Optical nanoprobes for molecular targets and active processes

David Wang Auditorium, 3rd floor Dalia Maydan Bldg.
Dr. Gili Bisker

Dr. Gili Bisker

Department of Biomedical Engineering
Tel Aviv University

Single-walled carbon nanotubes (SWCNTs) have unique optical and physical properties, and they benefit from the ease of surface functionalization and biocompatibility. Semiconducting SWCNTs fluoresce in the near-infrared (nIR) part of the spectrum, which overlaps with the tissue transparency window. The SWCNTs fluorescence is sensitive to the environment, and depending on the surface functionalization, subtle changes in the proximity of the nanotube can result in significant spectral modulations. Hence, SWCNTs can be utilized as optical sensors enabling real-time optical detection. I will present two recent discoveries of protein detection using SWCNTs functionalized with variants of poly(ethylene glycol). Using high-throughput screening against a panel of human blood proteins, we have discovered sensors for the proteins fibrinogen and insulin. The recognition also occurs in serum environment, showing that the SWCNTs sensors work in complex environment despite the potential nonspecific adsorption. Finally, I will present a theoretical idea regarding the possibility of probing active processes within living systems, in order to infer the underlying nonequilibrium dynamics. These results open new avenues for synthetic recognition of biological targets as well as promote basic understanding of complex systems using such nanoscale probes.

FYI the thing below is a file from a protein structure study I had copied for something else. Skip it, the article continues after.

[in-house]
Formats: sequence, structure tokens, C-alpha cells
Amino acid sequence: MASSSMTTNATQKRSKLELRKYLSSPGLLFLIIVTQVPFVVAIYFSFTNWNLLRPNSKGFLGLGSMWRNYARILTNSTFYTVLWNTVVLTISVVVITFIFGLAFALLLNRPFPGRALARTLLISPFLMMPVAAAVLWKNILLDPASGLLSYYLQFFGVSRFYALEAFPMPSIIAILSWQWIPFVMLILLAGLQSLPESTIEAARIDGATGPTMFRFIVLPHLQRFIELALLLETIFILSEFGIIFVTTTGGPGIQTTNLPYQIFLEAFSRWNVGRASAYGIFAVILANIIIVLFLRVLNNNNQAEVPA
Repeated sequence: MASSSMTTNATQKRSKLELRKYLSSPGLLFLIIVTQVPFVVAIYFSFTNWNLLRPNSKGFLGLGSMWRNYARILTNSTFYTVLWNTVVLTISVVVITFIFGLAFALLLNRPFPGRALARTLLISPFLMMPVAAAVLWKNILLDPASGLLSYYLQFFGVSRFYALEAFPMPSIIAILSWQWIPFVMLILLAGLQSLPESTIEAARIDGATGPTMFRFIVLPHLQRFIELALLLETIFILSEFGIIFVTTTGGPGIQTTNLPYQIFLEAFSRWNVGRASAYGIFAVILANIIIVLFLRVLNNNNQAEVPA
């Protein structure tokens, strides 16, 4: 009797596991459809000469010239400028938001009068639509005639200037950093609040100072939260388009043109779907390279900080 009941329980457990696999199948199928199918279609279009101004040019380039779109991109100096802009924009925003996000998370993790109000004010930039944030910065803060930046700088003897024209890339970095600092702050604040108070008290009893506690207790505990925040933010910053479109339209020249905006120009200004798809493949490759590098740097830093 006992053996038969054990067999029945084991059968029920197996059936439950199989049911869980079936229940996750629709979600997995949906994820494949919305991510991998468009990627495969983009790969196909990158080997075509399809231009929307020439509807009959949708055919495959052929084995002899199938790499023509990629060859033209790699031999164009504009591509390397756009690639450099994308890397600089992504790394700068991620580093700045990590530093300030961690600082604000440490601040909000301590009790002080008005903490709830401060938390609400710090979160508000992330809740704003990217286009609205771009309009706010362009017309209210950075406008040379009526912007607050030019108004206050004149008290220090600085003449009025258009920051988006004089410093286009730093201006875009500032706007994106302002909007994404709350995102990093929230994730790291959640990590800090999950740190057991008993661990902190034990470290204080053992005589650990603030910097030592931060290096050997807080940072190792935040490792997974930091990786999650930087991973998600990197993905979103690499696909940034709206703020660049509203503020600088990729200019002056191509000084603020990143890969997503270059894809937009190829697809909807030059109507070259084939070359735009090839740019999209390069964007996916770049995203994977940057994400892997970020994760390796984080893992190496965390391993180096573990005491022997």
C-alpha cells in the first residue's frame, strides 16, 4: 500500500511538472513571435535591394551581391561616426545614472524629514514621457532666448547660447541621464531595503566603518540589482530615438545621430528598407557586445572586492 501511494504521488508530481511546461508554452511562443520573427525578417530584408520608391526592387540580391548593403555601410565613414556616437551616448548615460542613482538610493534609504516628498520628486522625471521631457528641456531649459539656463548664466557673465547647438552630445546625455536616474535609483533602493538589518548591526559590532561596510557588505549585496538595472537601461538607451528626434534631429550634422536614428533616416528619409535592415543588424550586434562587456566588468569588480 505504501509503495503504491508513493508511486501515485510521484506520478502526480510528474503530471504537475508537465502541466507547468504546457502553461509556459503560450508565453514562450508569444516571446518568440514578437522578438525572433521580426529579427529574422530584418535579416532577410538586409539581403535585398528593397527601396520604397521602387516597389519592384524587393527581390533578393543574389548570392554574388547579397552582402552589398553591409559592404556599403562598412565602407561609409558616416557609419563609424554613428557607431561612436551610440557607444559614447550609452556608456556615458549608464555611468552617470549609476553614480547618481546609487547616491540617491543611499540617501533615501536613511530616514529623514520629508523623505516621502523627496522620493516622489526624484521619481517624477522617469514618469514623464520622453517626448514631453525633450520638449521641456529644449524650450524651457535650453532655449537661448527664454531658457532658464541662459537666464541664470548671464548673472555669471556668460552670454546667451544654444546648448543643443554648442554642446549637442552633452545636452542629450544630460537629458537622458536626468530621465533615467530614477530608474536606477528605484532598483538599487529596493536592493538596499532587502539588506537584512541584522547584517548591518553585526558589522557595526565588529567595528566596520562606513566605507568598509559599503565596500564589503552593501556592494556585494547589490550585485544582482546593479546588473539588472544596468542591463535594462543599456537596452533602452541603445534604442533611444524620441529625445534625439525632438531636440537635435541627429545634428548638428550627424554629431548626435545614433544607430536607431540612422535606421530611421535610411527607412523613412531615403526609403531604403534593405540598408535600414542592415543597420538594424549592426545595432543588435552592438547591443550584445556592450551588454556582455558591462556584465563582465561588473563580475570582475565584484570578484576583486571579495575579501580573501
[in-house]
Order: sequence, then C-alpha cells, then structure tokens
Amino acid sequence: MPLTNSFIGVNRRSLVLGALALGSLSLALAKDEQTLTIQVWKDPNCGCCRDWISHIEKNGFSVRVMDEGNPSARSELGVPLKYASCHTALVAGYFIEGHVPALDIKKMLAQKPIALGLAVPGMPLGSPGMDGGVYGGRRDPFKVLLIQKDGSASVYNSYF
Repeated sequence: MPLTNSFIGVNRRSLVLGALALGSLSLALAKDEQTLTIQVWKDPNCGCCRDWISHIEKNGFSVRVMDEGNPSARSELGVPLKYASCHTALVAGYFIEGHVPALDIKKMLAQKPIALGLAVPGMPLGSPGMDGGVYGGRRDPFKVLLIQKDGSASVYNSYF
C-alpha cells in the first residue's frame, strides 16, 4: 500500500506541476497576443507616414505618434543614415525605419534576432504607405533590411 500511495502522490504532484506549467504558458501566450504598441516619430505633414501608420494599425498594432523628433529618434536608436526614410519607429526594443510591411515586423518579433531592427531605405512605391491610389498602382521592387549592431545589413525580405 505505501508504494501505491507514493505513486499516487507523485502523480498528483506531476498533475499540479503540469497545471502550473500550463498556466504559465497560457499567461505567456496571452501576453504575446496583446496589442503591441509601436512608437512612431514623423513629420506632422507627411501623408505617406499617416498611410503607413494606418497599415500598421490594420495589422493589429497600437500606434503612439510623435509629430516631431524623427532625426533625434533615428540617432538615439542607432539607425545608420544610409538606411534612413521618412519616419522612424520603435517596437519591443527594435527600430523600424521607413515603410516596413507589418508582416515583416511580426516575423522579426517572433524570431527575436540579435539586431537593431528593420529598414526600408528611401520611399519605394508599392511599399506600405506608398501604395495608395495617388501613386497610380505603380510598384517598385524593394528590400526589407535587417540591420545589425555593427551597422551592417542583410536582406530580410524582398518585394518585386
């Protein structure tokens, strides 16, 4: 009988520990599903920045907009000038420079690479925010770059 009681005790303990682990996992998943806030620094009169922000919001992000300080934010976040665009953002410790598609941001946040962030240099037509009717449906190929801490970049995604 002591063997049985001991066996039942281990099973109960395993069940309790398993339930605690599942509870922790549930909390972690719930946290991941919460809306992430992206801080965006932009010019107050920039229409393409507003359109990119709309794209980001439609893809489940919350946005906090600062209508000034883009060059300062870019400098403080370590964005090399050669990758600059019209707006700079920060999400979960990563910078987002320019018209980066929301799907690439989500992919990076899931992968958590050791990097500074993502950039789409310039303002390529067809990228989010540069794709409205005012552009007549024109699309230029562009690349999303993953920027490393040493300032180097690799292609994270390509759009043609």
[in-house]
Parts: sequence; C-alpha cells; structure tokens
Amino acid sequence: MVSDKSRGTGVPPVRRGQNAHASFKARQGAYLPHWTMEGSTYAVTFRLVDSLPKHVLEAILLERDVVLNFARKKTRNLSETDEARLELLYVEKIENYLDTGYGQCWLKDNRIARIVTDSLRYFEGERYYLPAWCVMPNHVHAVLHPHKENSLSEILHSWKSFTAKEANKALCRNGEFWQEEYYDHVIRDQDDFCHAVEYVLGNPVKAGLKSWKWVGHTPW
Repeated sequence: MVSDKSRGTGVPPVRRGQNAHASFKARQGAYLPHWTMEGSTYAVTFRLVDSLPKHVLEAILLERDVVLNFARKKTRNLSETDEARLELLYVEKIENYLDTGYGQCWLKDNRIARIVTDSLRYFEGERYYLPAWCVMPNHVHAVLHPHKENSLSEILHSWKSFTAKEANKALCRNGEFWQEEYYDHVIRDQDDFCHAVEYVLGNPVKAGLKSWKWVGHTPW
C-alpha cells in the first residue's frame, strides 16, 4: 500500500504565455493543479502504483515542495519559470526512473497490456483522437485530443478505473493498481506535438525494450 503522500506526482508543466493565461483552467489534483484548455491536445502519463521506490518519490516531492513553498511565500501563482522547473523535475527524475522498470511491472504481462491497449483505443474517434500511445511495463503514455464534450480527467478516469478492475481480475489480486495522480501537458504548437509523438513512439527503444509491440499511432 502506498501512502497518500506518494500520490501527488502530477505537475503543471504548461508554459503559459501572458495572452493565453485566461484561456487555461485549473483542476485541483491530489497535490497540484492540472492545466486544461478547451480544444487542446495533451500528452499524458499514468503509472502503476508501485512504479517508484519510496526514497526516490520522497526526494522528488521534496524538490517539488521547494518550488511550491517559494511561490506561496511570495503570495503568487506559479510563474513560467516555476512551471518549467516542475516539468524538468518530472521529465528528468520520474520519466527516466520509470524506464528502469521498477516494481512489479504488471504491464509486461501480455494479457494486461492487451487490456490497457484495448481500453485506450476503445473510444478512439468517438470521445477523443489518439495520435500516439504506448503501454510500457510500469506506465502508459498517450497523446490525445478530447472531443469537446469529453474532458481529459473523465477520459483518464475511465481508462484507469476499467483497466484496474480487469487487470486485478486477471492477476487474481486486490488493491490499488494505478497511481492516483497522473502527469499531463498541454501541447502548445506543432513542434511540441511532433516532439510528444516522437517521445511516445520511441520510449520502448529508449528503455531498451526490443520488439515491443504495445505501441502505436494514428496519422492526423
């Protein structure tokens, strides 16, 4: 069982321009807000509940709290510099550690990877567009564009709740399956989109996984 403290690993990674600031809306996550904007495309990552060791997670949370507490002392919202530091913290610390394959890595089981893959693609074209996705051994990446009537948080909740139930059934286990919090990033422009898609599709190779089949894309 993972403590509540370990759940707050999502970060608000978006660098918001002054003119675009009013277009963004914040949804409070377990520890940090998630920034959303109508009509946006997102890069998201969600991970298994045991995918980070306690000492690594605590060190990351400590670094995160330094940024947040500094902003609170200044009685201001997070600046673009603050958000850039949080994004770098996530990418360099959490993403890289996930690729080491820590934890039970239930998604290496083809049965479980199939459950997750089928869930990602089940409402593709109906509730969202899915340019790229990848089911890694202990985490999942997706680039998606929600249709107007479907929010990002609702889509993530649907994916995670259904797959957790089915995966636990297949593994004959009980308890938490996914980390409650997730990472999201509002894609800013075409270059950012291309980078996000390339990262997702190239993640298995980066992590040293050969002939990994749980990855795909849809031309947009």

1. Gili Bisker et. al., Nature Communications, 7 (2016)
  2. Gili Bisker et. al., ACS Sensors, 3(2), 367-377 (2018)
  3. Gili Bisker and Jeremy England, PNAS (2018)
  4. Gili Bisker et. al., Nature Communications, 10 (2019)